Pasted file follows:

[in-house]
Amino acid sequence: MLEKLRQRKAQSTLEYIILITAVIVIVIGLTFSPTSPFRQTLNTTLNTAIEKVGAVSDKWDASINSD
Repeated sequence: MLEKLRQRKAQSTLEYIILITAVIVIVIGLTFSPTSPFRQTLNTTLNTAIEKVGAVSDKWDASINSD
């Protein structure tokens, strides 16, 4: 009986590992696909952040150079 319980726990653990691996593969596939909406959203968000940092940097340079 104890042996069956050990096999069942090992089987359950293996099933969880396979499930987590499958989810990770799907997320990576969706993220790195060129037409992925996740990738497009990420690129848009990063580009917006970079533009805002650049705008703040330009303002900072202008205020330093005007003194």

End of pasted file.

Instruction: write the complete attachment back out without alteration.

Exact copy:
[in-house]
Amino acid sequence: MLEKLRQRKAQSTLEYIILITAVIVIVIGLTFSPTSPFRQTLNTTLNTAIEKVGAVSDKWDASINSD
Repeated sequence: MLEKLRQRKAQSTLEYIILITAVIVIVIGLTFSPTSPFRQTLNTTLNTAIEKVGAVSDKWDASINSD
């Protein structure tokens, strides 16, 4: 009986590992696909952040150079 319980726990653990691996593969596939909406959203968000940092940097340079 104890042996069956050990096999069942090992089987359950293996099933969880396979499930987590499958989810990770799907997320990576969706993220790195060129037409992925996740990738497009990420690129848009990063580009917006970079533009805002650049705008703040330009303002900072202008205020330093005007003194």